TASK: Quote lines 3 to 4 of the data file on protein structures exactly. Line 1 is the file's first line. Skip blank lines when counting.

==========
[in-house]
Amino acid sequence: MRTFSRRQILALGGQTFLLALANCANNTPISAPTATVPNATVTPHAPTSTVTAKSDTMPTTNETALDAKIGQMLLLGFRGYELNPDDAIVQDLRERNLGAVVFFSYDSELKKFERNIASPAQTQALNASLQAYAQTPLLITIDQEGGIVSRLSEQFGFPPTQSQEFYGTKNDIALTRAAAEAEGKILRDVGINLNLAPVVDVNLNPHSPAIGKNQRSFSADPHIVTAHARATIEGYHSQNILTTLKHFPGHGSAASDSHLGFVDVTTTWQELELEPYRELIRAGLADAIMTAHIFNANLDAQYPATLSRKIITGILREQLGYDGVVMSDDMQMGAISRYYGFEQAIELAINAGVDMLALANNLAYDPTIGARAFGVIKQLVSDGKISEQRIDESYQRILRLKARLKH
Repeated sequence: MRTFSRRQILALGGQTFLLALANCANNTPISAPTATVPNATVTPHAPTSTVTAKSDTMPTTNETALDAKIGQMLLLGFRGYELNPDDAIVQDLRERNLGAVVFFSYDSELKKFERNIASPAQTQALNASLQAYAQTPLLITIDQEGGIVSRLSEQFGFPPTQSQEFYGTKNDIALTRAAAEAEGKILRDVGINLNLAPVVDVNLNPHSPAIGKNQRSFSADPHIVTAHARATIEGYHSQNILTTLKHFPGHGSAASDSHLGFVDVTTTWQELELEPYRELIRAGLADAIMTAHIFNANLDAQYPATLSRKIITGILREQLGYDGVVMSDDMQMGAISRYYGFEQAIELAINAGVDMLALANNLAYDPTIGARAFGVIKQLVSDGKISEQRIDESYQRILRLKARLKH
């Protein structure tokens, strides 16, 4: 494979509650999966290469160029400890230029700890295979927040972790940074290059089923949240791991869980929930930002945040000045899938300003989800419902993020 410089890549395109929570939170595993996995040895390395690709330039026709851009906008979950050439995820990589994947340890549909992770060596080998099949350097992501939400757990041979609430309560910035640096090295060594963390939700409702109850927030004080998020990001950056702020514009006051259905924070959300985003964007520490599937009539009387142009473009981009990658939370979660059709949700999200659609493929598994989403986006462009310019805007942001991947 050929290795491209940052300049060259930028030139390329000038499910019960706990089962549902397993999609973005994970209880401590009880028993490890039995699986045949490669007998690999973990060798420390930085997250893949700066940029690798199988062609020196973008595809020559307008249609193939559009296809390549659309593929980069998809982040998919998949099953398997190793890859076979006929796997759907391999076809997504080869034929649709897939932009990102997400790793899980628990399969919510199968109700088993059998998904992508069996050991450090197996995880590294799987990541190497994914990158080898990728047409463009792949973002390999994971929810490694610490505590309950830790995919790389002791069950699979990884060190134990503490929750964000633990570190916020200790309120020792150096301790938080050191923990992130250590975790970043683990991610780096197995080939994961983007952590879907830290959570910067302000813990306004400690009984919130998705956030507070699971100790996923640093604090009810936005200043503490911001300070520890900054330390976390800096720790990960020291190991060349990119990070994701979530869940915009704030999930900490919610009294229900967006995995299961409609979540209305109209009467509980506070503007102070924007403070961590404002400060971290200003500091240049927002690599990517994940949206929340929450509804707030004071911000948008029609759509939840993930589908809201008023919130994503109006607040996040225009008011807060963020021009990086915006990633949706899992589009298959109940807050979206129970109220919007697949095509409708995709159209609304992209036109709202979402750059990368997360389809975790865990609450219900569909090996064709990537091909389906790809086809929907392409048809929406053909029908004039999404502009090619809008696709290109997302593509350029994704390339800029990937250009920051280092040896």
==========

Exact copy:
Repeated sequence: MRTFSRRQILALGGQTFLLALANCANNTPISAPTATVPNATVTPHAPTSTVTAKSDTMPTTNETALDAKIGQMLLLGFRGYELNPDDAIVQDLRERNLGAVVFFSYDSELKKFERNIASPAQTQALNASLQAYAQTPLLITIDQEGGIVSRLSEQFGFPPTQSQEFYGTKNDIALTRAAAEAEGKILRDVGINLNLAPVVDVNLNPHSPAIGKNQRSFSADPHIVTAHARATIEGYHSQNILTTLKHFPGHGSAASDSHLGFVDVTTTWQELELEPYRELIRAGLADAIMTAHIFNANLDAQYPATLSRKIITGILREQLGYDGVVMSDDMQMGAISRYYGFEQAIELAINAGVDMLALANNLAYDPTIGARAFGVIKQLVSDGKISEQRIDESYQRILRLKARLKH
């Protein structure tokens, strides 16, 4: 494979509650999966290469160029400890230029700890295979927040972790940074290059089923949240791991869980929930930002945040000045899938300003989800419902993020 410089890549395109929570939170595993996995040895390395690709330039026709851009906008979950050439995820990589994947340890549909992770060596080998099949350097992501939400757990041979609430309560910035640096090295060594963390939700409702109850927030004080998020990001950056702020514009006051259905924070959300985003964007520490599937009539009387142009473009981009990658939370979660059709949700999200659609493929598994989403986006462009310019805007942001991947 050929290795491209940052300049060259930028030139390329000038499910019960706990089962549902397993999609973005994970209880401590009880028993490890039995699986045949490669007998690999973990060798420390930085997250893949700066940029690798199988062609020196973008595809020559307008249609193939559009296809390549659309593929980069998809982040998919998949099953398997190793890859076979006929796997759907391999076809997504080869034929649709897939932009990102997400790793899980628990399969919510199968109700088993059998998904992508069996050991450090197996995880590294799987990541190497994914990158080898990728047409463009792949973002390999994971929810490694610490505590309950830790995919790389002791069950699979990884060190134990503490929750964000633990570190916020200790309120020792150096301790938080050191923990992130250590975790970043683990991610780096197995080939994961983007952590879907830290959570910067302000813990306004400690009984919130998705956030507070699971100790996923640093604090009810936005200043503490911001300070520890900054330390976390800096720790990960020291190991060349990119990070994701979530869940915009704030999930900490919610009294229900967006995995299961409609979540209305109209009467509980506070503007102070924007403070961590404002400060971290200003500091240049927002690599990517994940949206929340929450509804707030004071911000948008029609759509939840993930589908809201008023919130994503109006607040996040225009008011807060963020021009990086915006990633949706899992589009298959109940807050979206129970109220919007697949095509409708995709159209609304992209036109709202979402750059990368997360389809975790865990609450219900569909090996064709990537091909389906790809086809929907392409048809929406053909029908004039999404502009090619809008696709290109997302593509350029994704390339800029990937250009920051280092040896």